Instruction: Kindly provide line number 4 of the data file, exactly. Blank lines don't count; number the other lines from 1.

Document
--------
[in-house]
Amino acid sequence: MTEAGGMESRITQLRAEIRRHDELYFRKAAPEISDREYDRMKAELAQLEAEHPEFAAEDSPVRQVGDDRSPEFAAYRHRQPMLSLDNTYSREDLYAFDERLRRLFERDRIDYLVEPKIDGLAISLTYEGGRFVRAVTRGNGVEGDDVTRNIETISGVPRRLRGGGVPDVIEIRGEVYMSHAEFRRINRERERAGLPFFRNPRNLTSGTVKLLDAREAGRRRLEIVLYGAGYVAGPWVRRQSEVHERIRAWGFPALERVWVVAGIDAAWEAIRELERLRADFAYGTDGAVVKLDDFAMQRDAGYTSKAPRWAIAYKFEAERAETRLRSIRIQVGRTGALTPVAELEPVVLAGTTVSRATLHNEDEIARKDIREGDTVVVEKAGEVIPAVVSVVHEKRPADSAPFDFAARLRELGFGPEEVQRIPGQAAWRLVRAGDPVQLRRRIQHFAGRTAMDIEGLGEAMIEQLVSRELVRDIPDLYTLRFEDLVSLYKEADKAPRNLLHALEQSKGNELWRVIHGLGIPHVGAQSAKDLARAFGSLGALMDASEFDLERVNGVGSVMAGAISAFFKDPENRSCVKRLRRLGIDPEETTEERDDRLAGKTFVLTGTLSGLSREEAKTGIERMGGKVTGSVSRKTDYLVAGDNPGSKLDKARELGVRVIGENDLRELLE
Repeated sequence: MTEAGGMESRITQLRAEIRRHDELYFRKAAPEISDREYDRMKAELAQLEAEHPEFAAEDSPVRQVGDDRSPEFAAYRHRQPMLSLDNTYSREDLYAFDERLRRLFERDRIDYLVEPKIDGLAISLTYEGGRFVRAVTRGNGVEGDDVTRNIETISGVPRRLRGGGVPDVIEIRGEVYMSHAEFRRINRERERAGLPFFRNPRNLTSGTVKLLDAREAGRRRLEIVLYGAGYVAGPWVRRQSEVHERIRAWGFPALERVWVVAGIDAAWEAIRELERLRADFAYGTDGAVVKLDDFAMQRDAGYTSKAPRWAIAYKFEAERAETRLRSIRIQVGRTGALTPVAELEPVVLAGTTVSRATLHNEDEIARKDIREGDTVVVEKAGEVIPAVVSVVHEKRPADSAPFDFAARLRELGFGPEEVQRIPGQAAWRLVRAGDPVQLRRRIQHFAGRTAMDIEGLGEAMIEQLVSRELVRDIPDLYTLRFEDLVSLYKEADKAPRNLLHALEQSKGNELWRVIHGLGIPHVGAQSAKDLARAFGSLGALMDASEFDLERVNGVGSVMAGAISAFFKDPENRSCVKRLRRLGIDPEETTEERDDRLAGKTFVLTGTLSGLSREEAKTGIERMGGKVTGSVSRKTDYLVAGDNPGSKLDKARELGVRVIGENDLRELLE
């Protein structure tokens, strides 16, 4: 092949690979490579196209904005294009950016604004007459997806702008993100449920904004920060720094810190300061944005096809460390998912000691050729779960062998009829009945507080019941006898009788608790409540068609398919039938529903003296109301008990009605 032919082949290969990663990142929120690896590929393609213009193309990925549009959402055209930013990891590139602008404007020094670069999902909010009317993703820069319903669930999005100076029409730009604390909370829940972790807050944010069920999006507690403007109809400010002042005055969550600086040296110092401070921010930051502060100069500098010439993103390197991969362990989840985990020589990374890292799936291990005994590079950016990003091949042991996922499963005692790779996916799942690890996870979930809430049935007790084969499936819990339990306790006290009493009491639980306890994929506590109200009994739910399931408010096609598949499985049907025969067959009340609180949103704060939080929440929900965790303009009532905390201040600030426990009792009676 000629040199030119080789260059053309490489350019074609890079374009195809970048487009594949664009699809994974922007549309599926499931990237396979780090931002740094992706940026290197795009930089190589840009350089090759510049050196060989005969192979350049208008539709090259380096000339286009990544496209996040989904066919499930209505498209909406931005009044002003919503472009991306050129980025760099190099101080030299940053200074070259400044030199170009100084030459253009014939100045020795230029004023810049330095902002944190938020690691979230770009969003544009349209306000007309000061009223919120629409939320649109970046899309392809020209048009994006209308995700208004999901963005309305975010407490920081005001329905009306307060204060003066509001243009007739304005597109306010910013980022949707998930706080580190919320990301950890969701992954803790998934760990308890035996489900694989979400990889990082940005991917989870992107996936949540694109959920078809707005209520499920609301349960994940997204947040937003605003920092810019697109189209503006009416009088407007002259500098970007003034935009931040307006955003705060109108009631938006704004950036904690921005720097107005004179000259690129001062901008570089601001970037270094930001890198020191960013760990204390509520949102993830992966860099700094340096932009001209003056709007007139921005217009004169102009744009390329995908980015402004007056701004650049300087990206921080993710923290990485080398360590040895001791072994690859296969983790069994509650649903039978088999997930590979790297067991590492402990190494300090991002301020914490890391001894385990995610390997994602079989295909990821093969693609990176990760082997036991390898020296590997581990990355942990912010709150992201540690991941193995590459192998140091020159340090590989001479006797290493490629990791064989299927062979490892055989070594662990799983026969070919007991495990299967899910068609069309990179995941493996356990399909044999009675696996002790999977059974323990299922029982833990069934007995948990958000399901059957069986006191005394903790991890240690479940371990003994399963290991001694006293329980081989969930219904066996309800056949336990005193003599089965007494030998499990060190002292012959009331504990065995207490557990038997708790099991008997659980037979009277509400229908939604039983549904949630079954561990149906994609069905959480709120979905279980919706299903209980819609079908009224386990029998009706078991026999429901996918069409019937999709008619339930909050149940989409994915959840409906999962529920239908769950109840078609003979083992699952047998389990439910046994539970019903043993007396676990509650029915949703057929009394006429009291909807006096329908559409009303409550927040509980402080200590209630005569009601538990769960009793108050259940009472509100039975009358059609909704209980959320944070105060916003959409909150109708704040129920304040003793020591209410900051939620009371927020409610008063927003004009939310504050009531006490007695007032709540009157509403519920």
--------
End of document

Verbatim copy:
């Protein structure tokens, strides 16, 4: 092949690979490579196209904005294009950016604004007459997806702008993100449920904004920060720094810190300061944005096809460390998912000691050729779960062998009829009945507080019941006898009788608790409540068609398919039938529903003296109301008990009605 032919082949290969990663990142929120690896590929393609213009193309990925549009959402055209930013990891590139602008404007020094670069999902909010009317993703820069319903669930999005100076029409730009604390909370829940972790807050944010069920999006507690403007109809400010002042005055969550600086040296110092401070921010930051502060100069500098010439993103390197991969362990989840985990020589990374890292799936291990005994590079950016990003091949042991996922499963005692790779996916799942690890996870979930809430049935007790084969499936819990339990306790006290009493009491639980306890994929506590109200009994739910399931408010096609598949499985049907025969067959009340609180949103704060939080929440929900965790303009009532905390201040600030426990009792009676 000629040199030119080789260059053309490489350019074609890079374009195809970048487009594949664009699809994974922007549309599926499931990237396979780090931002740094992706940026290197795009930089190589840009350089090759510049050196060989005969192979350049208008539709090259380096000339286009990544496209996040989904066919499930209505498209909406931005009044002003919503472009991306050129980025760099190099101080030299940053200074070259400044030199170009100084030459253009014939100045020795230029004023810049330095902002944190938020690691979230770009969003544009349209306000007309000061009223919120629409939320649109970046899309392809020209048009994006209308995700208004999901963005309305975010407490920081005001329905009306307060204060003066509001243009007739304005597109306010910013980022949707998930706080580190919320990301950890969701992954803790998934760990308890035996489900694989979400990889990082940005991917989870992107996936949540694109959920078809707005209520499920609301349960994940997204947040937003605003920092810019697109189209503006009416009088407007002259500098970007003034935009931040307006955003705060109108009631938006704004950036904690921005720097107005004179000259690129001062901008570089601001970037270094930001890198020191960013760990204390509520949102993830992966860099700094340096932009001209003056709007007139921005217009004169102009744009390329995908980015402004007056701004650049300087990206921080993710923290990485080398360590040895001791072994690859296969983790069994509650649903039978088999997930590979790297067991590492402990190494300090991002301020914490890391001894385990995610390997994602079989295909990821093969693609990176990760082997036991390898020296590997581990990355942990912010709150992201540690991941193995590459192998140091020159340090590989001479006797290493490629990791064989299927062979490892055989070594662990799983026969070919007991495990299967899910068609069309990179995941493996356990399909044999009675696996002790999977059974323990299922029982833990069934007995948990958000399901059957069986006191005394903790991890240690479940371990003994399963290991001694006293329980081989969930219904066996309800056949336990005193003599089965007494030998499990060190002292012959009331504990065995207490557990038997708790099991008997659980037979009277509400229908939604039983549904949630079954561990149906994609069905959480709120979905279980919706299903209980819609079908009224386990029998009706078991026999429901996918069409019937999709008619339930909050149940989409994915959840409906999962529920239908769950109840078609003979083992699952047998389990439910046994539970019903043993007396676990509650029915949703057929009394006429009291909807006096329908559409009303409550927040509980402080200590209630005569009601538990769960009793108050259940009472509100039975009358059609909704209980959320944070105060916003959409909150109708704040129920304040003793020591209410900051939620009371927020409610008063927003004009939310504050009531006490007695007032709540009157509403519920």